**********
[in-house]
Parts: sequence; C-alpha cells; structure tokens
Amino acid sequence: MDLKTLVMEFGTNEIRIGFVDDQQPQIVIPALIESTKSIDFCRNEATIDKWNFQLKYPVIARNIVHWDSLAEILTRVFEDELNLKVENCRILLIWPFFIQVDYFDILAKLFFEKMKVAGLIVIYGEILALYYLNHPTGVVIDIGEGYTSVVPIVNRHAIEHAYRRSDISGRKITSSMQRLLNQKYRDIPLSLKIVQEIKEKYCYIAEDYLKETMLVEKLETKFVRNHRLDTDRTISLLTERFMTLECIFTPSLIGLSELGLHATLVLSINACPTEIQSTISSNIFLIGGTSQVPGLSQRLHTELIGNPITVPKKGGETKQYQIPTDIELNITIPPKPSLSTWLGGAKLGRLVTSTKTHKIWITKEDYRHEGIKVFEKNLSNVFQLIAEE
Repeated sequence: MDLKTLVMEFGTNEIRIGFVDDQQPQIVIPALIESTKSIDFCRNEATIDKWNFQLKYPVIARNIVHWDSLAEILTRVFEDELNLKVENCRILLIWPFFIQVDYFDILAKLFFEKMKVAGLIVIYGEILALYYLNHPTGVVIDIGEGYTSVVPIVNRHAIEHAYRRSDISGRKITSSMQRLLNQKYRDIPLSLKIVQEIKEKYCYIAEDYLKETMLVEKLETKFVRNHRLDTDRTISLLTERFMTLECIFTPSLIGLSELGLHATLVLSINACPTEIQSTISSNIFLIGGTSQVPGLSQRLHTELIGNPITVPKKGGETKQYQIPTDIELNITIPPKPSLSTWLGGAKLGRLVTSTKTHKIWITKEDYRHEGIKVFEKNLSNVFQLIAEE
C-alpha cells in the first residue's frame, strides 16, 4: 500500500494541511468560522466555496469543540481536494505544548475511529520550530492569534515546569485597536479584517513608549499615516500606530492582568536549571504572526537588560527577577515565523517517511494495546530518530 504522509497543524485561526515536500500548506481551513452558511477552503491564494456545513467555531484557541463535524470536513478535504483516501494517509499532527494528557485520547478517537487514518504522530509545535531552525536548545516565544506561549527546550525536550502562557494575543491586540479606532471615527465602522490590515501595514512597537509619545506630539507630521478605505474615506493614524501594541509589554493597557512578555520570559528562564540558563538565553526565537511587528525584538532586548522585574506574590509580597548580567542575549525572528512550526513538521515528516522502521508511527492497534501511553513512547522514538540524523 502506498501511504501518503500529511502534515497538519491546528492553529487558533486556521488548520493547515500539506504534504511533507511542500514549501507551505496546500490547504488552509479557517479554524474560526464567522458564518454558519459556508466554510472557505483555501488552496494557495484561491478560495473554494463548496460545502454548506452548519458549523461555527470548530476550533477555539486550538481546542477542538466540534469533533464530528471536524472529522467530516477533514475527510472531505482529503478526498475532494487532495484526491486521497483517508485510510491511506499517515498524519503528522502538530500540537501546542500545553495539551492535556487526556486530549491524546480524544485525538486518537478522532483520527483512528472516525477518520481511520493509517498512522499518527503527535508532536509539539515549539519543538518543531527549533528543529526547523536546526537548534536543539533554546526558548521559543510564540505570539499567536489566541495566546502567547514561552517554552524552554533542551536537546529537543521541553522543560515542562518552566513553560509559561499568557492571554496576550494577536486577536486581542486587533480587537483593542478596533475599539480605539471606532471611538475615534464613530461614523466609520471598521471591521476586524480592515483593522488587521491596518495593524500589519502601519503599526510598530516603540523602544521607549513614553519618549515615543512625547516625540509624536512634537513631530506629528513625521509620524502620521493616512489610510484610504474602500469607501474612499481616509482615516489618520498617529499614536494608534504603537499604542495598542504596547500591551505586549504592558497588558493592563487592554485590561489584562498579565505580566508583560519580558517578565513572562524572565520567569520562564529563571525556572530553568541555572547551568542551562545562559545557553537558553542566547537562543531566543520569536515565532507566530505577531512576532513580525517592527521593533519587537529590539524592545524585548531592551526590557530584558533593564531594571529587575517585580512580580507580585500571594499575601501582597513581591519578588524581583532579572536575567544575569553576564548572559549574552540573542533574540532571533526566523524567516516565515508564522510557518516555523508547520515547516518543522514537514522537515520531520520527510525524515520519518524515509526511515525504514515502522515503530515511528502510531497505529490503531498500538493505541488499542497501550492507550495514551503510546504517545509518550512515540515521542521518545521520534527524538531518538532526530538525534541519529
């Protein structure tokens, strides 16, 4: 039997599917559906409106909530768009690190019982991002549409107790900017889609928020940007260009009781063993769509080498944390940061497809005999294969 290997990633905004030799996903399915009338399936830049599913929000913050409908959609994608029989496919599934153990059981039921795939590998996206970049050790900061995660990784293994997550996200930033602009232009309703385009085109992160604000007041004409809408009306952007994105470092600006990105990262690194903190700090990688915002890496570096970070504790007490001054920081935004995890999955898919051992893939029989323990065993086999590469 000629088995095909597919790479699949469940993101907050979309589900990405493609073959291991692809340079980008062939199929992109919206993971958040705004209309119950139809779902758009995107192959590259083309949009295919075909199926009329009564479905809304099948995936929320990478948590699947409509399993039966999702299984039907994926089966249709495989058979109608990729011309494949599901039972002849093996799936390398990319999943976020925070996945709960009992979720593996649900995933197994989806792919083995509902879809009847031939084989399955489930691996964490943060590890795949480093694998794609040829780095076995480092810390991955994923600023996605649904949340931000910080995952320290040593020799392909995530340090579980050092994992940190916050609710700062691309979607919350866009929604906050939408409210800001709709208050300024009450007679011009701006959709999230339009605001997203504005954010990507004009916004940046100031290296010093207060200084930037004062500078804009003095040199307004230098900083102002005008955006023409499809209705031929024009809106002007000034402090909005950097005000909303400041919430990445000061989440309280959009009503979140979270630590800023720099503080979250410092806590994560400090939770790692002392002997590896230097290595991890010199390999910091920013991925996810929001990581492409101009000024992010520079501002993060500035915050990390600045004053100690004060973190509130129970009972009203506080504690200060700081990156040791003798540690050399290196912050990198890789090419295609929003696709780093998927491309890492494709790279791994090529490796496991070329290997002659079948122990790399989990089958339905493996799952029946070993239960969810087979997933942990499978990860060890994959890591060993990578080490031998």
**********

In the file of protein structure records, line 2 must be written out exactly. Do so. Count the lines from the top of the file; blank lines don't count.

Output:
Parts: sequence; C-alpha cells; structure tokens